It might help rejuvenate a few of those old memory cells too.


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Chips Mackellar

It is not only thhe spelling which is ignored in schools these days, Ross, but also grammar.
For example, how many year 12 students today could tell the difference between a noun clause and the pluperfect tense?

Ross Wilkinson

Unfortunately, Phil, your affliction is not yours alone and, as a cryptic crossword aficionado, I sometimes have the mental anguish that you describe even with the addition of the cryptic clues. However, your musings do raise some thoughts about today's education system and its ability to handle the evolving nature of our language whilst retaining some semblance of adherence to its rules of structure and usage.

My brothers and I were afforded an excellent education at an expensive private institution by the sacrifice of my parents for which I am eternally grateful. I regret that I was not able to provide that same opportunity for my children but had to throw them to the foibles of the State system and its shortcomings. You brought to mind a couple of anecdotes relevant to the topic and I wonder if the symptoms add to the roots of your concerns for the future.

My wife and I noticed during our children's primary and secondary schooling that spelling, grammar and punctuation was not corrected in their assignments and homework. At the various schools they attended, our queries to their teachers on this situation was met with an almost mantra-like response learned at Teachers College that to correct these things would possibly destroy the individual child's creativity.

Whilst still in PNG I had commenced external studies for a Business Degree at RMIT at the urging of good friend and, by then, ex-kiap, John Biltris. This was the qualification required to obtain a Town Clerk's practising certificate. On return to Melbourne I was able to attend classes and graduate.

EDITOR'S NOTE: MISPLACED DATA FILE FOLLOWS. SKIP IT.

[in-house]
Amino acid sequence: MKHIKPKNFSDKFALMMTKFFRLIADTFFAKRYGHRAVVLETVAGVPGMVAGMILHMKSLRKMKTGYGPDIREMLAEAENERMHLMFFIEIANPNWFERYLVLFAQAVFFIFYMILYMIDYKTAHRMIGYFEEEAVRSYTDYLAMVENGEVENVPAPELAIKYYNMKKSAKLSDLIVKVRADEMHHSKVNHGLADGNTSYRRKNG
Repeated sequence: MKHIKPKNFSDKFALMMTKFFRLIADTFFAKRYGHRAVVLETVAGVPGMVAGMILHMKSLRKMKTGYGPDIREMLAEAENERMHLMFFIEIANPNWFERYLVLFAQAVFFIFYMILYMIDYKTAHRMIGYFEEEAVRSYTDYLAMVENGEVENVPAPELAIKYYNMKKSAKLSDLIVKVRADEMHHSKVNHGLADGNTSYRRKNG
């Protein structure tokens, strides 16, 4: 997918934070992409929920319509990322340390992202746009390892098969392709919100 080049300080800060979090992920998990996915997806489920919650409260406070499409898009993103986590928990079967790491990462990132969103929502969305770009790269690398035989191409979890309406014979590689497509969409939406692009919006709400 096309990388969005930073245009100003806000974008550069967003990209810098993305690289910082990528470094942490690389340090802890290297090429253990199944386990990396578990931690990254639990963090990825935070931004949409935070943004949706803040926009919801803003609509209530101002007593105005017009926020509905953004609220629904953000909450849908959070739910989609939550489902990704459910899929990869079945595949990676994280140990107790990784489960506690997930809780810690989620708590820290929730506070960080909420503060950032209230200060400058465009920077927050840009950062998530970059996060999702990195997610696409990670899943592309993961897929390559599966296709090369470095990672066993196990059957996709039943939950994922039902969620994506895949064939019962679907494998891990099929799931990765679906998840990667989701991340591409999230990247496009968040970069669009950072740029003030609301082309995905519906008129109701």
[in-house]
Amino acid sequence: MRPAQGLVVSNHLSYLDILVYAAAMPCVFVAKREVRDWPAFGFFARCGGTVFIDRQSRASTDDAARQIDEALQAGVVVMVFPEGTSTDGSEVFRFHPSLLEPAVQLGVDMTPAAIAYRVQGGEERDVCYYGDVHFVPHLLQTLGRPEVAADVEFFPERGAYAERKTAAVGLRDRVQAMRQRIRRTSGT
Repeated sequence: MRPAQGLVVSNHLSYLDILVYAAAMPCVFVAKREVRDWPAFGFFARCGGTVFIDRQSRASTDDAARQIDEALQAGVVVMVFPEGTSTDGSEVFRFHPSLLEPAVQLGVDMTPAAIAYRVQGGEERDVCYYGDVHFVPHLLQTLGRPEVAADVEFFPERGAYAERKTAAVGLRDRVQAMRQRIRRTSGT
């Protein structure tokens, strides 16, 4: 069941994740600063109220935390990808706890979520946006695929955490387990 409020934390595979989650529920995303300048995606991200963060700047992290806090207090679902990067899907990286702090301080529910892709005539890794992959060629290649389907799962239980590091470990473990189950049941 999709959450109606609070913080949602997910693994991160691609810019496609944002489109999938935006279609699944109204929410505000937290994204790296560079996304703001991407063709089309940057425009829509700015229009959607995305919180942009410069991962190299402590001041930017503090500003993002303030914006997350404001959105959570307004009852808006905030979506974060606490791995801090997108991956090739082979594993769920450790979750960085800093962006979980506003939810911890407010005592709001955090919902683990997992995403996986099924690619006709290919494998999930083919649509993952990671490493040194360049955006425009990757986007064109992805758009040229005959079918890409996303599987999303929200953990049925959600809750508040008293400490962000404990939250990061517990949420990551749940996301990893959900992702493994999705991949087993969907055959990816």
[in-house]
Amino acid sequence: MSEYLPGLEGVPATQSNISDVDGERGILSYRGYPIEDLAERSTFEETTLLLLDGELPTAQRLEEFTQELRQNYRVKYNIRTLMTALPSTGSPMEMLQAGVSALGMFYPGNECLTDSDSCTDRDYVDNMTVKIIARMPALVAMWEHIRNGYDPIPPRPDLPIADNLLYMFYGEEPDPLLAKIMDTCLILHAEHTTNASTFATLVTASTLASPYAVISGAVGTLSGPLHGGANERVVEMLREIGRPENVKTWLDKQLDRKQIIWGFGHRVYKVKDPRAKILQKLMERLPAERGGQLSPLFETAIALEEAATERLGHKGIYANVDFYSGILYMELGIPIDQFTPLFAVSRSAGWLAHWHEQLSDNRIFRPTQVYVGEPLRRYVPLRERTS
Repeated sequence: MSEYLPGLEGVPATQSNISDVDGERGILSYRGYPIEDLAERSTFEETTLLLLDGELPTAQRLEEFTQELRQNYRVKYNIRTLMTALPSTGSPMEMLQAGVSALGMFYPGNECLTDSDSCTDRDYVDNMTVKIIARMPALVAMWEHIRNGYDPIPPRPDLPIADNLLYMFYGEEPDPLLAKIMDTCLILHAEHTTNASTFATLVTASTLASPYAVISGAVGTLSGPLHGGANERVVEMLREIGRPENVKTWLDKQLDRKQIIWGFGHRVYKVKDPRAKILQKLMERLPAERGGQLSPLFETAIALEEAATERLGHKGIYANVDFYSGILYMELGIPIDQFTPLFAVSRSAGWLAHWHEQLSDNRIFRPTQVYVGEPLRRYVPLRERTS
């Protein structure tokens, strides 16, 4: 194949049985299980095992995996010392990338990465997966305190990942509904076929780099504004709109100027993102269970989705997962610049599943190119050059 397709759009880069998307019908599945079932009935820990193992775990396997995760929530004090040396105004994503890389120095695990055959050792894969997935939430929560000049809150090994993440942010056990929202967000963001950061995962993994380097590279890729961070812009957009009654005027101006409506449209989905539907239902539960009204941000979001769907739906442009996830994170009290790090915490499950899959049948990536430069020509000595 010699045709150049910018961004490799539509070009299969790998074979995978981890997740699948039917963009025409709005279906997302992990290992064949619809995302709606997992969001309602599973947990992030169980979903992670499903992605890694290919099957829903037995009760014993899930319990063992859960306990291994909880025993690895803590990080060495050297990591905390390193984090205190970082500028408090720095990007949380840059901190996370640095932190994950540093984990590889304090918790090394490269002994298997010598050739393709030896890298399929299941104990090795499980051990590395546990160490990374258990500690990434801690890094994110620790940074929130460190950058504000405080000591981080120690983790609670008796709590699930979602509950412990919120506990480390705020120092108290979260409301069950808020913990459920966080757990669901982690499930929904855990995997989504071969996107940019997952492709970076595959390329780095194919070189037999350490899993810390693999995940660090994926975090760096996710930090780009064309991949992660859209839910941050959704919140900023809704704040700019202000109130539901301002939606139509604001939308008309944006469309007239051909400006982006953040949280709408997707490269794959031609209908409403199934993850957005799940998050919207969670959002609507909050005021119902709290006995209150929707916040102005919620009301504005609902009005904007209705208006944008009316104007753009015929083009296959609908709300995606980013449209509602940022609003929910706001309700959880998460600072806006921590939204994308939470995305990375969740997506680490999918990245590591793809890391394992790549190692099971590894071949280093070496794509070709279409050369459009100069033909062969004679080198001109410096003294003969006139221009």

Whilst there, a tutor confided in me about a particular topic that arose in a tutors' meeting and concerned the treatment of spelling in student assignments. The meeting was advised that spelling should be ignored to which a tutor expressed concern that to do so was at the risk that an inability to spell a word was a possible indicator that the student concerned did not know how to properly use the misspelt word.

It is not only technology that is changing the way we use words but the generational changes that cause English to evolve as a language. For example, and much to my wife's disgust, the word “gay” no longer has its original meaning of happy and lighthearted in today's usage.

Also, technology has changed spelling because of space/memory or cost constraints in messaging forums that cause foreshortening of words and a subsequent loss of understanding of the correct spelling of those words.

As a person who does a lot of reading, my attention cannot help but be attracted to misspelt words and a subsequent loss of respect for the author. You mentioned a reliance on spellcheck but, perhaps, there is also a concern on the use of spellcheck by lazy proof readers.

Whatever the cause, I think it's poor and detracting from the quality of the text's content and message.

Francis Nii

Well said, Phil. Survival of the fittest in any given surcumstances depends on mental capacity and wits and is independent of technology. Those who can do well during technological crisis are the bush people or kanakas.